Yes, this strikes me as an example that willfully invites multiple correct answers.
Your three solutions are correct, but there is one other possibility if we change mode. In addition to your first solution in F♯ major, you could also have one in F♯ minor, which would involve G♯–B–D. This chord is almost always found in first inversion, which would be correct with the subdominant in the bass.
The two other keys don't work in minor: first because D♯ major isn't a real key (it requires two double sharps in its key signature!), and because B minor requires a G♮.
I wondered if perhaps Piston was slyly hiding in a doubling rule here; some books/teachers say that first-inversion chords can't have this or that doubled, but he has made no such claims in this chapter (p. 17: "Doubling of the root is most usual, but the third or the fifth may on occasion be doubled instead."). As such, any of these four options would be correct.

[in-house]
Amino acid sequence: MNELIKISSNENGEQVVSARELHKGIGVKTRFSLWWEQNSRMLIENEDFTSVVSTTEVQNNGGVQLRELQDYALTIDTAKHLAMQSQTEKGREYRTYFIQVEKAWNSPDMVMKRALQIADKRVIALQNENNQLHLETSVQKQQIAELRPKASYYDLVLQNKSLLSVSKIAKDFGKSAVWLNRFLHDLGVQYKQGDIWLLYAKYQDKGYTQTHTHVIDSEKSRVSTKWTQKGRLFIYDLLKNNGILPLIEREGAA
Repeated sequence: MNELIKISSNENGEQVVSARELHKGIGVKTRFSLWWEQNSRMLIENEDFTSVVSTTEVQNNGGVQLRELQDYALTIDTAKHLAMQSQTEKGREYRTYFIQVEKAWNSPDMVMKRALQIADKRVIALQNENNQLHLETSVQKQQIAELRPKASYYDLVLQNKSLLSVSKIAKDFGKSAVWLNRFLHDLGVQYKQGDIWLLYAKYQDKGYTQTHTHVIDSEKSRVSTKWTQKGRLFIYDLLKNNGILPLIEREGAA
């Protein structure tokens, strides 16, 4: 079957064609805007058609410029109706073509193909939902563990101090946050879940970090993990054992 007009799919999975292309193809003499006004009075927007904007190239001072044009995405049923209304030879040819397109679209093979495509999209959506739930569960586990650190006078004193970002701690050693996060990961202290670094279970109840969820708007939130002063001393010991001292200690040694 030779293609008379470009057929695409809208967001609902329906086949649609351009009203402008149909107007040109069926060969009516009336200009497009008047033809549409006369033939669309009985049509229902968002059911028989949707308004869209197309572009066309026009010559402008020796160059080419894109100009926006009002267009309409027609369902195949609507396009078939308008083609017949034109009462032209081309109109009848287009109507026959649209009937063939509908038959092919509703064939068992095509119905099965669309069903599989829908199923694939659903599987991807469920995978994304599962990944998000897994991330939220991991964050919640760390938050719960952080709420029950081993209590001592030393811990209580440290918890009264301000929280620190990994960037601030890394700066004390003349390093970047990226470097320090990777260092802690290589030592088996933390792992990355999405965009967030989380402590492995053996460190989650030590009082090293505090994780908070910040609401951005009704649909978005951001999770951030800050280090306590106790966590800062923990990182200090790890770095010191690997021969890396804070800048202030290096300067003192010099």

Furthermore, there are multiple realizations for each of these correct answers: as one example, the soprano G♯ can either be on the second line of the staff or above the top line, both of which fall into Piston's suggested soprano range on p. 16 (even if the high G♯ is really pushing it).
Edit: After considering Peter and Matt's comments regarding the use of "mode mixture" chords, I decided to look a bit more closely at the book. At this point the text has only discussed triads in the major mode; triads in minor wait another two chapters. As such, any minor examples were likely not intended answers, and they should probably instead be limited to the B and F♯ major examples in the original question.